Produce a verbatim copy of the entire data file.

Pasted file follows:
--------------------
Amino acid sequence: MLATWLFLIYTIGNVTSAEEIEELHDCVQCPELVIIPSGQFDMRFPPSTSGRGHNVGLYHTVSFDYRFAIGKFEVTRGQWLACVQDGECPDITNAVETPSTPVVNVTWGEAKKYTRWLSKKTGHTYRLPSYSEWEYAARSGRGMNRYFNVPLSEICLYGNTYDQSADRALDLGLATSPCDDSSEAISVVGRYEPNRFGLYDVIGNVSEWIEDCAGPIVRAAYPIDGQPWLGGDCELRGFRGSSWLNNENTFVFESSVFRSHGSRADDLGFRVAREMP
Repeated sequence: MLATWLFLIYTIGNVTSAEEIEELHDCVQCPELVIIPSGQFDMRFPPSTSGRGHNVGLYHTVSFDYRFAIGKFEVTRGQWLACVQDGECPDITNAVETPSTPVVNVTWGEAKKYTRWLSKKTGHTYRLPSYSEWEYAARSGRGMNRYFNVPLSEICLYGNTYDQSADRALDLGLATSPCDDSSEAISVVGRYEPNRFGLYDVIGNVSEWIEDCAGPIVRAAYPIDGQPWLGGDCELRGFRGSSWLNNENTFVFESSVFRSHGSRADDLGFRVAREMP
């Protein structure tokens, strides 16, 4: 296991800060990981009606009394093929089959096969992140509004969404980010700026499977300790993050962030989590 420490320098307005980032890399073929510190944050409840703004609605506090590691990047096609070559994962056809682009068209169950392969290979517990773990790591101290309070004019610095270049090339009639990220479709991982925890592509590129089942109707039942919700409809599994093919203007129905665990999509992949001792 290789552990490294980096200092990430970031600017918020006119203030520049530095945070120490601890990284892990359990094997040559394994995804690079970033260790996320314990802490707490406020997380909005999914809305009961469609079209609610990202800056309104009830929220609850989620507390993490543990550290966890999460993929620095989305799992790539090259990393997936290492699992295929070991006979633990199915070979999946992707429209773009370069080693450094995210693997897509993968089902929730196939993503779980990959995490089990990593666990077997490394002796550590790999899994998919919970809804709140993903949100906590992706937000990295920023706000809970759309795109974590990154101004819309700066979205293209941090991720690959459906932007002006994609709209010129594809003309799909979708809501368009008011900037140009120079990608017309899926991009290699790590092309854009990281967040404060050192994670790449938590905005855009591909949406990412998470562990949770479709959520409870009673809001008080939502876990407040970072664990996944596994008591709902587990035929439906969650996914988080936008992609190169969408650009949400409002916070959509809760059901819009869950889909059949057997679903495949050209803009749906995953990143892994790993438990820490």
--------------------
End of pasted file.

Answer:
Amino acid sequence: MLATWLFLIYTIGNVTSAEEIEELHDCVQCPELVIIPSGQFDMRFPPSTSGRGHNVGLYHTVSFDYRFAIGKFEVTRGQWLACVQDGECPDITNAVETPSTPVVNVTWGEAKKYTRWLSKKTGHTYRLPSYSEWEYAARSGRGMNRYFNVPLSEICLYGNTYDQSADRALDLGLATSPCDDSSEAISVVGRYEPNRFGLYDVIGNVSEWIEDCAGPIVRAAYPIDGQPWLGGDCELRGFRGSSWLNNENTFVFESSVFRSHGSRADDLGFRVAREMP
Repeated sequence: MLATWLFLIYTIGNVTSAEEIEELHDCVQCPELVIIPSGQFDMRFPPSTSGRGHNVGLYHTVSFDYRFAIGKFEVTRGQWLACVQDGECPDITNAVETPSTPVVNVTWGEAKKYTRWLSKKTGHTYRLPSYSEWEYAARSGRGMNRYFNVPLSEICLYGNTYDQSADRALDLGLATSPCDDSSEAISVVGRYEPNRFGLYDVIGNVSEWIEDCAGPIVRAAYPIDGQPWLGGDCELRGFRGSSWLNNENTFVFESSVFRSHGSRADDLGFRVAREMP
């Protein structure tokens, strides 16, 4: 296991800060990981009606009394093929089959096969992140509004969404980010700026499977300790993050962030989590 420490320098307005980032890399073929510190944050409840703004609605506090590691990047096609070559994962056809682009068209169950392969290979517990773990790591101290309070004019610095270049090339009639990220479709991982925890592509590129089942109707039942919700409809599994093919203007129905665990999509992949001792 290789552990490294980096200092990430970031600017918020006119203030520049530095945070120490601890990284892990359990094997040559394994995804690079970033260790996320314990802490707490406020997380909005999914809305009961469609079209609610990202800056309104009830929220609850989620507390993490543990550290966890999460993929620095989305799992790539090259990393997936290492699992295929070991006979633990199915070979999946992707429209773009370069080693450094995210693997897509993968089902929730196939993503779980990959995490089990990593666990077997490394002796550590790999899994998919919970809804709140993903949100906590992706937000990295920023706000809970759309795109974590990154101004819309700066979205293209941090991720690959459906932007002006994609709209010129594809003309799909979708809501368009008011900037140009120079990608017309899926991009290699790590092309854009990281967040404060050192994670790449938590905005855009591909949406990412998470562990949770479709959520409870009673809001008080939502876990407040970072664990996944596994008591709902587990035929439906969650996914988080936008992609190169969408650009949400409002916070959509809760059901819009869950889909059949057997679903495949050209803009749906995953990143892994790993438990820490």